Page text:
to communicate something specific with this work. Yet her eyes are
oddly detached. She seems sucked inward, unaware of anything going
on around her. It’s as if she needs the lettered sign in order to
communicate with a passerby, as if she fears she wouldn’t notice them.
The painting is a contradiction. On one hand she says here I am, plain
as day. But as the viewer tries to look, tries to see, they realize she’s
gone. All she actually offers is a dazed stare. The exploration and
communication is happening internally. The external world is only
given a few distractions, a few obvious descriptions.

Kiki Smith (b. 1954) Free Fall, 1994

This print invites the viewer to participate. In fact, we have no choice.
By opening the book and unfolding the print, the viewer “drops” the
artist. We participate in her fall. Her eyes are closed; she doesn’t seem
fearful. But what should our reaction be? Can we catch her, keep her in
perpetual free fall or should we fold her back up and not worry about
her any longer? Kiki Smith refuses to allow the viewer a simple window
into herself. She’s making a bargain with her audience. She’s willing to
expose herself, to explore creation through her body. But the audience
is not allowed to simply become voyeurs on her journey. We are forced
to react and respond. Will we keep the book closed?

My self-portrait:
Myself in Pieces, 2009 (abbreviated)


Here I stand on the other side of looking; on the other side of a wobbly, distorted bridge between inside and out. I know that I am fragmented. I cannot look completely upon my own body, yet I cannot escape my body. I’ve learned that my inner and outer lives are more connected than I am always able to feel. But I also know that I can separate myself into parts. Here are my toes; here is my stomach. Here is my joy and pain. Here is what you see. But here is what you don’t see. My guts hold more knowledge than I have ever given them credit for. I tend to give my mind all the credit. Science has taught me that the brain controls most (or is it all?) of my functioning and so I ignore the other pieces of myself. If I think I am my brain, shouldn’t I also think that I am my knee? But I could survive without a knee, couldn’t I? But would I be the same? The mystery of my being grows larger. I am learning that I will understand far less of myself than I will ever know. But—and here’s the rub—mystery would mean nothing if it didn’t contain at least something that can be grabbed. The more I look at and try to understand the reality of existence, the more I realize the importance of these little moments of knowing, these handles. Every time I find a handle—the feeling of truth in my guts—I have the urge to follow the instructions given to Moses in the book of Exodus: “Remove the sandals from your feet, for the place on which you are standing is holy ground (Ex 3:5). Of course, I have to remember that before Moses was told to take off his shoes, he was told “Come no closer!” (Ex 3:5). In other words, I may find handles, but I won’t find definitive answers. So I take fragments of knowledge when they come and I bless them. According to the imagination of an ancient writer I am dust and bones and holy breath. I am made in the image of a God who said, “I Am Who I Am” (Ex 3:14). I know myself to be an embodied being fully alive and capable of contemplating mystery. In the image of the God of Exodus, I too can say, I am who I am.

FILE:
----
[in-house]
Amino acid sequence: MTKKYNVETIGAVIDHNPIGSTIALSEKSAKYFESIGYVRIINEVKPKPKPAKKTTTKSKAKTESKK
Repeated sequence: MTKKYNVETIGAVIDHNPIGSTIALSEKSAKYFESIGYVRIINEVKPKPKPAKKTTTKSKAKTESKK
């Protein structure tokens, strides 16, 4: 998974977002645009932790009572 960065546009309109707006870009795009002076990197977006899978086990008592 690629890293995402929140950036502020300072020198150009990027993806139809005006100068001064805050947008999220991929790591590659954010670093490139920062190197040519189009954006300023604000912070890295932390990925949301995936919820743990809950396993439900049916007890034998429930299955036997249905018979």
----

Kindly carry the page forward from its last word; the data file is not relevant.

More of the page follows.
Saturday, March 14, 2009

Foundational Theology of the Body

In my Spirituality and the Body class we have been reading theologies written from an embodied perspective. We are now attempting to write our own. Over the second half of the semester we will add sections on sexuality and healing. Here is my attempt at a beginning: